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Today in Japan (12.22.17)

SNA (Tokyo) — The following stories were reported today by the Shingetsu News Agency.


—Constitutional Democratic Party of Japan’s Yukio Edano explains, again, that his party is willing to work with other opposition parties where they have common interests, but his progressive party is not going to water down policies just to group together with more conservative politicians.

—Yoshifu Arita, Naoki Kazama, and now Takashi Esaki: A third House of Councillors lawmaker applies to resign from the Democratic Party and to join the progressive Constitutional Democratic Party of Japan. If all are accepted, this will give the Constitutional Democratic Party of Japan five Upper House lawmakers.

—Liberal Democratic Party to back incumbent Hodo Nakamura for reelection in the February 4th Nagasaki gubernatorial elections.

—Party of Hope expected to finally establish its first prefectural chapter in January. This is to be the Aichi Chapter under the leadership of Motohisa Furukawa. Moves are underway in Kyoto Prefecture as well.

—The conservative Party of Hope is signaling that, unlike the progressive Constitutional Democratic Party of Japan, it is open to the possibility of forming a united parliamentary caucus with the struggling centrist Democratic Party.


—To its credit, Japan was among the 128 countries in the UN General Assembly which voted to condemn the Trump administration’s recognition of Jerusalem as Israel’s capital, in advance of any direct settlement between the Israelis and Palestinians themselves.

—US Ambassador to the United Nations Nikki Haley: “We will remember [this day] when we are called upon to make the world’s largest contribution to the United Nations. We will remember it when so many countries come calling on us, as they so often do, to pay even more and to use our influence for their benefit.” With that, the US Ambassador to the United Nations threatened the entire world with retribution for not bowing down and obeying Donald Trump’s commands regarding the Arab-Israeli Conflict. For once, Japan showed a hint of backbone and didn’t surrender to the US threats.

—Chief Cabinet Secretary Yoshihide Suga explains why Japan braved Nikki Haley’s outrageous threats and voted in the United Nations against Trump’s decision to move the US embassy to Jerusalem: “This is something the Israelis and Palestinians need to decide between themselves.”

—The Abe government military budget for FY2018 is a record US$47 billion, including massive purchases from the United States of anti-missile systems.

—Abe government budget calls for about US$1.8 billion on the “sympathy budget,” the money to support US military bases in Japan, thus reducing the costs for US taxpayers.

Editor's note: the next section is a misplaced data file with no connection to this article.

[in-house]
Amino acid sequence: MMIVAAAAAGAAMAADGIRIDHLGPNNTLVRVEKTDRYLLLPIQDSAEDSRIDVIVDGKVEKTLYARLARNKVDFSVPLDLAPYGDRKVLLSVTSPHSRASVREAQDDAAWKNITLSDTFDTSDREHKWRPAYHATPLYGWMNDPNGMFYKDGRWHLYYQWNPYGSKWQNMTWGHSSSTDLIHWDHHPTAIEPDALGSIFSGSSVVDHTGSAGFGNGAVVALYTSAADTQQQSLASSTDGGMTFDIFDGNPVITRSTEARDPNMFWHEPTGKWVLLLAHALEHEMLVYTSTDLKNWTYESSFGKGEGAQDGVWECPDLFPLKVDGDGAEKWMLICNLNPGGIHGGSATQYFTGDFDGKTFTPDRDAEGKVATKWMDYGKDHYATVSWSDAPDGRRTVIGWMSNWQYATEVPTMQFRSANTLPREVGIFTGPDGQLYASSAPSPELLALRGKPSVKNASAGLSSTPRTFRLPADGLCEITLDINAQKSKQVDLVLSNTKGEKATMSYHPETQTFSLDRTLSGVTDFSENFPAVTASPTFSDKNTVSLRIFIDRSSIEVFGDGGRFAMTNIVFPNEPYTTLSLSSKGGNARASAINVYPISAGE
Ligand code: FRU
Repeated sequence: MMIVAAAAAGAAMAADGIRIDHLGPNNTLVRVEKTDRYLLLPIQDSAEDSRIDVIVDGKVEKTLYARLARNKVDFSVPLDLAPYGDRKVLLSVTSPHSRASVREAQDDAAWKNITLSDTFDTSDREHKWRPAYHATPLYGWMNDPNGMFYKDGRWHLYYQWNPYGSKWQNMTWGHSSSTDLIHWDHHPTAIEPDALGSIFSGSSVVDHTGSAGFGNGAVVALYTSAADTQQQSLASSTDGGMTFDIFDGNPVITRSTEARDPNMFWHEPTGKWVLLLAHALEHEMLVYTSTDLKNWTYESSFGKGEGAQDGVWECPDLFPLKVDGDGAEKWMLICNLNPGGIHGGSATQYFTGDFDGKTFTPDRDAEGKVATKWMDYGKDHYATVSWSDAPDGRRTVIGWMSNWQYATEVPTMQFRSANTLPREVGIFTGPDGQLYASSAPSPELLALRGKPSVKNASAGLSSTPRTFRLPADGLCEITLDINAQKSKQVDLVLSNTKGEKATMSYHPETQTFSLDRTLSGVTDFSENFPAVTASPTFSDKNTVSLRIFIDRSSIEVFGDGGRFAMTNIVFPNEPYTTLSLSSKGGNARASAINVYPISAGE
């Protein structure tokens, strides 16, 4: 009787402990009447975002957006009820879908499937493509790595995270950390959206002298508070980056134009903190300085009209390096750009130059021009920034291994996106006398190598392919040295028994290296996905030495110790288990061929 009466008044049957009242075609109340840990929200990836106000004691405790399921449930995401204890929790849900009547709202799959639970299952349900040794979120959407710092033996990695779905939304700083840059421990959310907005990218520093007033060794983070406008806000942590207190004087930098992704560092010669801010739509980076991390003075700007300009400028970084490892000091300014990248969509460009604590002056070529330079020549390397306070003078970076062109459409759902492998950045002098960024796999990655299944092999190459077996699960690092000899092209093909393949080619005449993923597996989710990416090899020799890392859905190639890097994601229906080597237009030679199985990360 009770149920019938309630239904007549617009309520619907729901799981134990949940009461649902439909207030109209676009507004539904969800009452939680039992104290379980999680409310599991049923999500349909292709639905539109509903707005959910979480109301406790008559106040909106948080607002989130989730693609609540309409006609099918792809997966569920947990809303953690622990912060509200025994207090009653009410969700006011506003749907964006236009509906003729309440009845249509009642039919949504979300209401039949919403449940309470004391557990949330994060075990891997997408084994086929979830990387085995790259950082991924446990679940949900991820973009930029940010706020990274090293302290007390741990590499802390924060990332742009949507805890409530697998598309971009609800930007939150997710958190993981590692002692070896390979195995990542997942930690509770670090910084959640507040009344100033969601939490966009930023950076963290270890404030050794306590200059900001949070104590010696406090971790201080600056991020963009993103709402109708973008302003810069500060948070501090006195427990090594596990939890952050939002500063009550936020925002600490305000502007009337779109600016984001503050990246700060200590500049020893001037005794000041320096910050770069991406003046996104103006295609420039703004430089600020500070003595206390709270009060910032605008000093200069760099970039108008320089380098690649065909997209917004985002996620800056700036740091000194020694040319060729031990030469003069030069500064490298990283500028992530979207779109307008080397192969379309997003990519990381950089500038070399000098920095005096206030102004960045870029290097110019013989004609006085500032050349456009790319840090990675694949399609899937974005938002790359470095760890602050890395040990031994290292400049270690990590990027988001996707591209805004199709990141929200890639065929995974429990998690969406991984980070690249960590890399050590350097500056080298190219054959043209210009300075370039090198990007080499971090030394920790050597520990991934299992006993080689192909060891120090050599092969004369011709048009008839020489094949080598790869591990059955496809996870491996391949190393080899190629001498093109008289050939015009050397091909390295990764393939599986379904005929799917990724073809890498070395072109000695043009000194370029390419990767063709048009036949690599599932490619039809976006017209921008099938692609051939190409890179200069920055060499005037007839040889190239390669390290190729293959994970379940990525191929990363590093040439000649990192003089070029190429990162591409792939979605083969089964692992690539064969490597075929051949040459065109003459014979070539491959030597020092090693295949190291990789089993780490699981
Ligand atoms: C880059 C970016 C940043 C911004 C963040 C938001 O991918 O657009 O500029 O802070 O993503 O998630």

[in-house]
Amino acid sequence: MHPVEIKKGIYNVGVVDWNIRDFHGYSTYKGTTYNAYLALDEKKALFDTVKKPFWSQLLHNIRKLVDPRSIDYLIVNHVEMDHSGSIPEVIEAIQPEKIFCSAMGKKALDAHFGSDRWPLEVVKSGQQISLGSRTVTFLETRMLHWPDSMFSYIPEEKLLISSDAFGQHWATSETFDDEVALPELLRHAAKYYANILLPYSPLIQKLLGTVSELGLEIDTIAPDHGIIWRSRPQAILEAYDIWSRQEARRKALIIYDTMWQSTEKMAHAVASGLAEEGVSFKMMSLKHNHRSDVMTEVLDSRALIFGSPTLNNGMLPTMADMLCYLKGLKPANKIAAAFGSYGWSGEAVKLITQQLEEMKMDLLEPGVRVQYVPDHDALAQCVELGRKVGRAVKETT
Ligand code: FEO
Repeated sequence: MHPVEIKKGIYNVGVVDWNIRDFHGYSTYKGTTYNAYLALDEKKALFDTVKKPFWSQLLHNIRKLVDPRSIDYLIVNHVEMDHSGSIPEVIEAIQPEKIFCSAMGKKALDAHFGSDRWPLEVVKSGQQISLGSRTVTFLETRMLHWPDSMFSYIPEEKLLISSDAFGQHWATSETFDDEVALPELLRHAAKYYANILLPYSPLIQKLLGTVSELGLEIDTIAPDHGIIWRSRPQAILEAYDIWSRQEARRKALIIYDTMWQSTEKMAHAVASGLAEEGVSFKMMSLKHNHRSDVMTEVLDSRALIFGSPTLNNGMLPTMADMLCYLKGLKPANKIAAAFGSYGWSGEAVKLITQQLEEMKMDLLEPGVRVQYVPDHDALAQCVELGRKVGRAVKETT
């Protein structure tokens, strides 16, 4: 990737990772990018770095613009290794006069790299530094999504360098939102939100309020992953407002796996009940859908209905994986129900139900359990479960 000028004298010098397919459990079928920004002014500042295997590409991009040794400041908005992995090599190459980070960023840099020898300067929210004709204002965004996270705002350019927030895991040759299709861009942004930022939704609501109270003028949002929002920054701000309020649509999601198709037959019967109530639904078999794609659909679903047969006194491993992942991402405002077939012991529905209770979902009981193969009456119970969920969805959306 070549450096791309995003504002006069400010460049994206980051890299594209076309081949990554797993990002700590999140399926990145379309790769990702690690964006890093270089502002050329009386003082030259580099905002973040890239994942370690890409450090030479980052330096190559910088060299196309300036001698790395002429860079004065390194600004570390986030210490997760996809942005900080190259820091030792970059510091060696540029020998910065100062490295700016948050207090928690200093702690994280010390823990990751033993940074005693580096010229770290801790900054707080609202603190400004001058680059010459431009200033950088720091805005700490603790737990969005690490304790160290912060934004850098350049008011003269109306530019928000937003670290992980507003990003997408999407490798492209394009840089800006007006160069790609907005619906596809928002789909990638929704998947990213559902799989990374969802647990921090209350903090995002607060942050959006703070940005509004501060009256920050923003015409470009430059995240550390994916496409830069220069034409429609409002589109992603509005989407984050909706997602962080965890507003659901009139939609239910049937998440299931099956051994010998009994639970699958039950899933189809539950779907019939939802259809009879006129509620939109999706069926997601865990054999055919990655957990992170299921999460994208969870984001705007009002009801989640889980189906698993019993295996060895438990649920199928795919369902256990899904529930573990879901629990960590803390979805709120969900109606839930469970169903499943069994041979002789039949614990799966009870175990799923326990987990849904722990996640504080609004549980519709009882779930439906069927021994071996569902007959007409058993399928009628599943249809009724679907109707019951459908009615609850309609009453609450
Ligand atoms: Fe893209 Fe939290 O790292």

—Okinawa Governor Takeshi Onaga describes it as “extremely regrettable” that the Abe government is cutting the Okinawa economic development budget for second year in a row, apparently as punishment for resisting the construction of the US Marine airbase at Henoko.


—Kobe Steel finally admits that some of its senior executives knew all along about the falsification of data about the strength of their metal. They say the executives in question have been “reassigned.” Whatever that means.

—Cabinet Office estimates that the Japan-European Union trade agreement, once implemented and up to speed, will add about 1% annually to the Gross Domestic Product.

—Abe Cabinet approves an US$860 billion budget for submission to next year’s Diet session. As in every year since Shinzo Abe returned to power, the budget is the largest ever as his government tries to spend the economy back to stable growth.


—J-Village, near the Fukushima Daiichi plant, is scheduled to reopen in summer 2018 and be used to accommodate foreign athletes at the 2019 Rugby World Cup and the 2020 Tokyo Olympics.

—Tomorrow, December 23, is a national holiday because it is the birthday of Emperor Akihito. Next year, however, may become the last December 23 holiday because after Akihito abdicates his birthday is likely to become an ordinary work day. Naruhito’s birthday is February 23.

—Music schools are still battling JASRAC over its demand they pay copyright fees to teach their students music. The schools appealed to Cultural Affairs Agency Commissioner Ryohei Miyata to stop JASRAC from collecting any fees until a lawsuit settles the legality of the matter.

—William H. Saito, a government advisor and a very prominent commentator on cybersecurity and other matters, has resigned from his official posts after questions were raised about resume falsification and whether he actually holds the qualifications he has advertised.

—Fewer babies have been born in Japan this year than in any other year of either the 21st or even the 20th century. You now have to go back to the 19th century since so few babies were being born in Japan.

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